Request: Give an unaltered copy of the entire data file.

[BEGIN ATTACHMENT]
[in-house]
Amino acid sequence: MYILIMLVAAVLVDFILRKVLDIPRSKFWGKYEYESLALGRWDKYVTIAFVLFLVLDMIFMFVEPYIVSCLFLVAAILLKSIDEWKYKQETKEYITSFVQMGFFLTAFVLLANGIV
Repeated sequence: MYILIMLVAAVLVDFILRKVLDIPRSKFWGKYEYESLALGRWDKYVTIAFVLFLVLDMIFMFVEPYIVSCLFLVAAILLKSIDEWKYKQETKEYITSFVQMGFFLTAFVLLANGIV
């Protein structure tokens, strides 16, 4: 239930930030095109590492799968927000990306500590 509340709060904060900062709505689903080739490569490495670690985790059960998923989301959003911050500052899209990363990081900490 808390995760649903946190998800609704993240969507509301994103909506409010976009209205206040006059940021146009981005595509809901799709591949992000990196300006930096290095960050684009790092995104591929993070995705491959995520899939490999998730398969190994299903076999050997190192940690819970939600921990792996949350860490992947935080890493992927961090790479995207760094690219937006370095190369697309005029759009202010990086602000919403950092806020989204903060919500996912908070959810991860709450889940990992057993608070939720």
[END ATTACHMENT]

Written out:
[in-house]
Amino acid sequence: MYILIMLVAAVLVDFILRKVLDIPRSKFWGKYEYESLALGRWDKYVTIAFVLFLVLDMIFMFVEPYIVSCLFLVAAILLKSIDEWKYKQETKEYITSFVQMGFFLTAFVLLANGIV
Repeated sequence: MYILIMLVAAVLVDFILRKVLDIPRSKFWGKYEYESLALGRWDKYVTIAFVLFLVLDMIFMFVEPYIVSCLFLVAAILLKSIDEWKYKQETKEYITSFVQMGFFLTAFVLLANGIV
């Protein structure tokens, strides 16, 4: 239930930030095109590492799968927000990306500590 509340709060904060900062709505689903080739490569490495670690985790059960998923989301959003911050500052899209990363990081900490 808390995760649903946190998800609704993240969507509301994103909506409010976009209205206040006059940021146009981005595509809901799709591949992000990196300006930096290095960050684009790092995104591929993070995705491959995520899939490999998730398969190994299903076999050997190192940690819970939600921990792996949350860490992947935080890493992927961090790479995207760094690219937006370095190369697309005029759009202010990086602000919403950092806020989204903060919500996912908070959810991860709450889940990992057993608070939720």